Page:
Category Archives: British police

The motto of the British police

It is, says Dalrymple,

Concentrate on the inessential.

He points out that it is taken from the motto of the psychiatric services. Concentrating on the inessential gives the police

far less trouble

than, say, apprehending the culprit of a crime. Today the British police

repress everything except crime and disorder

while dressing up like

the paramilitary arm of some extremist political party.

Derbyshire police turned this lagoon in Buxton black because, they said, it ‘is dangerous, and gatherings are in contravention of the current instruction of the UK government. We have attended the location and used dye to make the water look less appealing’.

You do realise, don’t you, that your horse is homosexual?

Equus africanus asinus

Equus africanus asinus

The law in England today, writes Dalrymple, is an


The British State

does not know how to deter, prevent, or punish.

In England, where

an aggressive popular culture glorifies egotistical impulsivity and denigrates self-control,

the violent and evil

may destroy other people’s lives with impunity, for the British State does not care in the least about protecting them,

Equus ferus caballus

Equus ferus caballus


indifferent to and incapable of the one task that inescapably belongs to it: preserving the peace and ensuring that its citizens may go about their lawful business in safety.

The result is that England has

the highest rate of (real) crime in the Western world.

But that does not mean the British State is inactive. It takes some things very seriously indeed. For example, there is the case of the Oxford student who, slightly drunk after celebrating the end of his exams, approached a mounted policeman. ‘Excuse me,’ he said. ‘Do you realise your horse is gay?’

The policeman called two squad cars to his aid, and, in a city in which it is notoriously difficult to interest the police in so trivial a matter as robbery or burglary, they arrived almost at once. The mounted policeman thought that the young man’s remark was likely to ’cause harassment, alarm or distress’. He was arrested and charged under the Public Order Act for having made a ‘homophobic remark’ and spent the night in jail. Brought before the magistrates the following day, he was fined.

The function of the police is to express sympathy for the victims of crimes they aren’t going to solve

We're so sorry about what happened. It was senseless. How could it have gone so tragically wrong? This is what happens when souls are in the wrong place at the wrong time. We pray for you

We wish to voice our sympathy and show a bit of tenderness at this difficult time for you. We are full of pity and understanding for you and your family. The whole thing was, after all, senseless. How could it have gone so tragically wrong? This is what happens when members of the public find themselves in the wrong place at the wrong time, in this case your own home. We pray for you. Hope all this makes you feel better

Our thoughts today are with…

British police spokesmen, writes Dalrymple,

sound like Church of England clergymen without the upper-middle-class diction.

They are particularly moved by

  • senseless murder (sensible murder moving them to much less compassion)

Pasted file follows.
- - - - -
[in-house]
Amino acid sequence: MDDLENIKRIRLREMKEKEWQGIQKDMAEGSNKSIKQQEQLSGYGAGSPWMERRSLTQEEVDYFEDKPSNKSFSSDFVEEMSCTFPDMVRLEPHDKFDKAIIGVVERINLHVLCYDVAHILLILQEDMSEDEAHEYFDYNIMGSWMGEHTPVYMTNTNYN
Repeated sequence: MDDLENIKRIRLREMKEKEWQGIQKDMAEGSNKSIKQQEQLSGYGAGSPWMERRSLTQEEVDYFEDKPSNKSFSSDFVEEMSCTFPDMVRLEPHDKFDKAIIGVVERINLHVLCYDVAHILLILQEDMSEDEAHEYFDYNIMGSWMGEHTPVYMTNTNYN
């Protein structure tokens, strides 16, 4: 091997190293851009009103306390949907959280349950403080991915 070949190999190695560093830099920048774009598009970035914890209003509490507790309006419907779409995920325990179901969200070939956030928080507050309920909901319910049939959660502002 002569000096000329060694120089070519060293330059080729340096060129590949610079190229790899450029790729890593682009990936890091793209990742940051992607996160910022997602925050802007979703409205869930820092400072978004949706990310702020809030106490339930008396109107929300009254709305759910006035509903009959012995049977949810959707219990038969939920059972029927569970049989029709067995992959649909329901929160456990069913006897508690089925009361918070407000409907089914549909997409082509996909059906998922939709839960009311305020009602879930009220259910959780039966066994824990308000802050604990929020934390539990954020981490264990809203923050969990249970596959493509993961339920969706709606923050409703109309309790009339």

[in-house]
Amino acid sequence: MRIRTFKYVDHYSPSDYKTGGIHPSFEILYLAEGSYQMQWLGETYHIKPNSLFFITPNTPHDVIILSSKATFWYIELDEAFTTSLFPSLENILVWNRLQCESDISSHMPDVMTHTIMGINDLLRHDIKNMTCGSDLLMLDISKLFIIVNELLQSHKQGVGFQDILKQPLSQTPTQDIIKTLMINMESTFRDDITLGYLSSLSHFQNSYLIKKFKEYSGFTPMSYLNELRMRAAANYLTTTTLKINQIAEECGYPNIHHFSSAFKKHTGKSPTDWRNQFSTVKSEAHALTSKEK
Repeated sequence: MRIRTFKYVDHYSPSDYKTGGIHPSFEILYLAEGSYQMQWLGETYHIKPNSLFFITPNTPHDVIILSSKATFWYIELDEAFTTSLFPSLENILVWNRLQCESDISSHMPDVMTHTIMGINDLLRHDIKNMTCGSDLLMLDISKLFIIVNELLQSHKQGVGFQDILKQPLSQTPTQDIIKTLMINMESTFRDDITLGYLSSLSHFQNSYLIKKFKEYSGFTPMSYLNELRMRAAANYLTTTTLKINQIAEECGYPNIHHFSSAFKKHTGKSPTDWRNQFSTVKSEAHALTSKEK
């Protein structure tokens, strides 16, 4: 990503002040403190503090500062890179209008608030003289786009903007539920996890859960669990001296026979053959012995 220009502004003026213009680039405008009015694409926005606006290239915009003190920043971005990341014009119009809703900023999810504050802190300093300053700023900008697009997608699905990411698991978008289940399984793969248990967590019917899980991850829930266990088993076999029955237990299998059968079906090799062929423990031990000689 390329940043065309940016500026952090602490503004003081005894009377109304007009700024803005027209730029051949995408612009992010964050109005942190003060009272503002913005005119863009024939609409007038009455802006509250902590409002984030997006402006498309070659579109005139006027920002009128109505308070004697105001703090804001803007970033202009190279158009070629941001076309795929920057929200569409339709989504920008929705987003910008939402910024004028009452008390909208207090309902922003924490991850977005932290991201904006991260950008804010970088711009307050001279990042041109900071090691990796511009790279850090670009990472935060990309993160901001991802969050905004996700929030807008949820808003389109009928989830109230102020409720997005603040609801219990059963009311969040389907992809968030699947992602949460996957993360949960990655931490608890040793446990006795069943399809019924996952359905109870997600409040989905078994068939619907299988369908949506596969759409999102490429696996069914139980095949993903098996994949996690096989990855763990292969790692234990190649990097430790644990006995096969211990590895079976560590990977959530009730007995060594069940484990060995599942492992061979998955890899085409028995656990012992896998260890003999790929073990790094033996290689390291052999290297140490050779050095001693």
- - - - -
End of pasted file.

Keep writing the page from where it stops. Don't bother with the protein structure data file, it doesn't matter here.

• robberies or burglaries that go tragically wrong
  • crimes that end in the deaths of persons who were in the wrong place at the wrong time. Dalrymple’s advice to readers: always be in the right place at the right time

We're so sorry about what happened.

A society in decomposition

Screen Shot 2015-04-01 at 23.07.37England has neither leaders nor followers but is composed only of egotists


intellectual torpor, moral cowardice, incompetence and careerist opportunism of the British political and intellectual class

A careerist, intellectually torpid, incompetent coward

A careerist, intellectually torpid, incompetent coward

is now very evident, writes Dalrymple. Despite everything that has happened in recent years, the corrupt mandarins continue to contrive

not to notice what has long been apparent to anyone who has taken a short walk with his eyes open down any frequented British street: that a considerable proportion of the country’s young population (a proportion that is declining) is ugly, aggressive, vicious, badly educated, uncouth and criminally inclined.

Screen Shot 2015-04-01 at 23.08.41Lavish self-esteem

While British youth is utterly lacking in self-respect,

it is full of self-esteem: that is to say, it believes itself entitled to a high standard of living, and other things, without any effort on its own part.

Although youth unemployment in Britain is very high, that is to say about 20 per cent of those aged under 25,

the country has had to import young foreign labour for a long time, even for unskilled work in the service sector.

The British, idlest workers in Europe

No rational employer in a service industry would choose a young Briton

if he could have a young Pole; the young Pole is not only likely to have a good work ethic and refined manners, he is likely to be able to add up and — most humiliating of all — to speak better English than the Briton, at least if by that we mean the standard variety of the language. He may not be more fluent but his English will be more correct and his accent easier to understand.

Screen Shot 2015-04-01 at 23.11.24Travesty of an educational system

After compulsory education,

or perhaps I should say intermittent attendance at school, up to the age of 16 costing $80,000 a head, about one-quarter of British children cannot read with facility or do simple arithmetic. It makes you proud to be a British taxpayer.

Screen Shot 2015-04-01 at 23.15.37State-subsidised criminality

British youth

leads the Western world in almost all aspects of social pathology, from teenage pregnancy to drug taking, from drunkenness to violent criminality. There is no form of bad behaviour that our version of the welfare state has not sought out and subsidised.

British children

are radically unsocialised and deeply egotistical, viewing relations with other human beings in the same way as Lenin: Who whom, who does what to whom. By the time they grow up, they are destined not only for unemployment but unemployability.

Long bath in vomitus

Screen Shot 2015-04-01 at 23.17.38All the necessary electronic equipment is available for the prosecution of the main business of life, viz

entertainment by popular culture. And what a culture British popular culture is! Perhaps Amy Winehouse was its finest flower and its truest representative in her militant and ideological vulgarity, her stupid taste, her vile personal conduct and preposterous self-pity.